Nov 16, 2020 - Energy & Environment

The U.K. is reportedly prepping a ban on new internal combustion vehicles

Illustration of cars under the sands of an hourglass
Illustration: Eniola Odetunde/Axios

British Prime Minister Boris Johnson is slated to announce this week that sales of new internal combustion vehicles will be banned by 2030, the Financial Times reports.

Why it matters: It would be among the world's most aggressive policies to bolster deployment of electric vehicles and curb transportation emissions.

  • The 2030 target is five years earlier than plans unveiled early this year, which themselves were an acceleration of a previous 2040 date.
  • However, under Johnson's imminent plan, sales of new petroleum-electric hybrids could continue until 2035, they report.

Yes, but: Via Bloomberg, "three senior government officials said no decision had been taken yet."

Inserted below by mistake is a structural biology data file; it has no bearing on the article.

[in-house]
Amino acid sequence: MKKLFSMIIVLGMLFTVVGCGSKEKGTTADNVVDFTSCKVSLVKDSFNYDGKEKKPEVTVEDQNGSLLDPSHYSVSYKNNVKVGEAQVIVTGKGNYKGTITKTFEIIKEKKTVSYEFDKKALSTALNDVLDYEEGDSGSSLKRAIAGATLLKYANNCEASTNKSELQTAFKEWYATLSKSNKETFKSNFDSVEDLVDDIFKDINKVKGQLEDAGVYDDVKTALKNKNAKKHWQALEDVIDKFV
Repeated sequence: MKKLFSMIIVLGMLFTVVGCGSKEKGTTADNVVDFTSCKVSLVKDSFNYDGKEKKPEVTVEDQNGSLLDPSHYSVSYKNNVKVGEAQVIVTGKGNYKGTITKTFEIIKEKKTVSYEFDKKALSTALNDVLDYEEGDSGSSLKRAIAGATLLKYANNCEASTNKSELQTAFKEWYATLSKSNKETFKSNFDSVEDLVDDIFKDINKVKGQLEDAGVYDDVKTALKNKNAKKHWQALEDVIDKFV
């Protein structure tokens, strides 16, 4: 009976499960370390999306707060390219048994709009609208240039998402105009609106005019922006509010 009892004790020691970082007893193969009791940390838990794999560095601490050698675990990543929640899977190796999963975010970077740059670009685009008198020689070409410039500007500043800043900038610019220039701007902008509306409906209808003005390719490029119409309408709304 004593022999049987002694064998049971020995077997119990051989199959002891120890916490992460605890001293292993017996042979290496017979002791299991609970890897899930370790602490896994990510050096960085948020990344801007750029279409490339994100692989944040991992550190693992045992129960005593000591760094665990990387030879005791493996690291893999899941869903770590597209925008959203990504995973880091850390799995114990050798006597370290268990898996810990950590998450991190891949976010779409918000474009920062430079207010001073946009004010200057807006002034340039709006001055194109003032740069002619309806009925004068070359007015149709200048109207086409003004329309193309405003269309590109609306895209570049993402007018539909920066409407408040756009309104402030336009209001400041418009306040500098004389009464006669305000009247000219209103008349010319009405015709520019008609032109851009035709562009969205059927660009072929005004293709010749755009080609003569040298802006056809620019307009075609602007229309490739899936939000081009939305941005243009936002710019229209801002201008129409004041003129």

The big picture: "Johnson is expected to move the date to 2030 in an attempt to jump-start the market for electric cars in the U.K. and propel the country towards its goal of net zero emissions by 2050, according to government and industry insiders," per FT.

  • It's part of a wider set of climate policies Johnson is expected to announce this week.

Speaking of EVs, here are a couple more pieces of news...

  1. "Volkswagen AG plans to invest around $86 billion in the development of electric vehicles and other new technologies over the next five years, as the world’s largest auto maker races to overtake Tesla Inc. as the leading maker of electric cars," the Wall Street Journal reports.
  2. "General Motors Co. is voluntarily recalling 68,667 Chevrolet Bolt EVs  manufactured between 2017-2019 as it works with the National Highway Traffic Safety Administration to pinpoint what caused multiple battery fires," per the Detroit News.
Go deeper